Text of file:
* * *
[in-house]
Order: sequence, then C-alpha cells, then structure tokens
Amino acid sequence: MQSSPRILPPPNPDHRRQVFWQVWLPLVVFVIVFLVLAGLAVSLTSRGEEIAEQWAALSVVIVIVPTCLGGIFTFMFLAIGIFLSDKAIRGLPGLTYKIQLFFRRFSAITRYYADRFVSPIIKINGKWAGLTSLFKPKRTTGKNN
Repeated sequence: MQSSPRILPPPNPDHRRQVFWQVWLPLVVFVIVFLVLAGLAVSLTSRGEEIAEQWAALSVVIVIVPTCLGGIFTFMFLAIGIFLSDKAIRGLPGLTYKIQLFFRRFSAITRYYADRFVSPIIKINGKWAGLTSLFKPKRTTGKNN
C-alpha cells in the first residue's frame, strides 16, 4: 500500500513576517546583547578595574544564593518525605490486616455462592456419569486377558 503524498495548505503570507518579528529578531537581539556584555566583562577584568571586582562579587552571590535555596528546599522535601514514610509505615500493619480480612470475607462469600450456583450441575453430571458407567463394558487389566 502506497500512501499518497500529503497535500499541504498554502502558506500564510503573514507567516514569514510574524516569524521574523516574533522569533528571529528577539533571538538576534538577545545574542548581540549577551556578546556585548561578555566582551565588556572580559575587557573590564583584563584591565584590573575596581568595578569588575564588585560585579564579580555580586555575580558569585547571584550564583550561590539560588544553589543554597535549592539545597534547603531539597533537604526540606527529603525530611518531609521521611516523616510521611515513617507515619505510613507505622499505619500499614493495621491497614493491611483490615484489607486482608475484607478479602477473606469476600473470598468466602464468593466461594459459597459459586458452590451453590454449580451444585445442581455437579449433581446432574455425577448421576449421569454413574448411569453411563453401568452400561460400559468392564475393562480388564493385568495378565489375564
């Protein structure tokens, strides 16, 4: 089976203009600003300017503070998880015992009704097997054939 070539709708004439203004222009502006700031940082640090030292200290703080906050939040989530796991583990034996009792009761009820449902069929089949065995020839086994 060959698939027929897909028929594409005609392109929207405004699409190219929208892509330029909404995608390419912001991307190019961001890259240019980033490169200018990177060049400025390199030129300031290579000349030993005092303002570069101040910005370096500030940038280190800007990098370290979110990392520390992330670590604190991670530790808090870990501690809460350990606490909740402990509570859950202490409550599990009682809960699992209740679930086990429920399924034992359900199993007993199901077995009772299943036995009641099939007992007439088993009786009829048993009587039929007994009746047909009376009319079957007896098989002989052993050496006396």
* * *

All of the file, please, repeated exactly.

[in-house]
Order: sequence, then C-alpha cells, then structure tokens
Amino acid sequence: MQSSPRILPPPNPDHRRQVFWQVWLPLVVFVIVFLVLAGLAVSLTSRGEEIAEQWAALSVVIVIVPTCLGGIFTFMFLAIGIFLSDKAIRGLPGLTYKIQLFFRRFSAITRYYADRFVSPIIKINGKWAGLTSLFKPKRTTGKNN
Repeated sequence: MQSSPRILPPPNPDHRRQVFWQVWLPLVVFVIVFLVLAGLAVSLTSRGEEIAEQWAALSVVIVIVPTCLGGIFTFMFLAIGIFLSDKAIRGLPGLTYKIQLFFRRFSAITRYYADRFVSPIIKINGKWAGLTSLFKPKRTTGKNN
C-alpha cells in the first residue's frame, strides 16, 4: 500500500513576517546583547578595574544564593518525605490486616455462592456419569486377558 503524498495548505503570507518579528529578531537581539556584555566583562577584568571586582562579587552571590535555596528546599522535601514514610509505615500493619480480612470475607462469600450456583450441575453430571458407567463394558487389566 502506497500512501499518497500529503497535500499541504498554502502558506500564510503573514507567516514569514510574524516569524521574523516574533522569533528571529528577539533571538538576534538577545545574542548581540549577551556578546556585548561578555566582551565588556572580559575587557573590564583584563584591565584590573575596581568595578569588575564588585560585579564579580555580586555575580558569585547571584550564583550561590539560588544553589543554597535549592539545597534547603531539597533537604526540606527529603525530611518531609521521611516523616510521611515513617507515619505510613507505622499505619500499614493495621491497614493491611483490615484489607486482608475484607478479602477473606469476600473470598468466602464468593466461594459459597459459586458452590451453590454449580451444585445442581455437579449433581446432574455425577448421576449421569454413574448411569453411563453401568452400561460400559468392564475393562480388564493385568495378565489375564
């Protein structure tokens, strides 16, 4: 089976203009600003300017503070998880015992009704097997054939 070539709708004439203004222009502006700031940082640090030292200290703080906050939040989530796991583990034996009792009761009820449902069929089949065995020839086994 060959698939027929897909028929594409005609392109929207405004699409190219929208892509330029909404995608390419912001991307190019961001890259240019980033490169200018990177060049400025390199030129300031290579000349030993005092303002570069101040910005370096500030940038280190800007990098370290979110990392520390992330670590604190991670530790808090870990501690809460350990606490909740402990509570859950202490409550599990009682809960699992209740679930086990429920399924034992359900199993007993199901077995009772299943036995009641099939007992007439088993009786009829048993009587039929007994009746047909009376009319079957007896098989002989052993050496006396």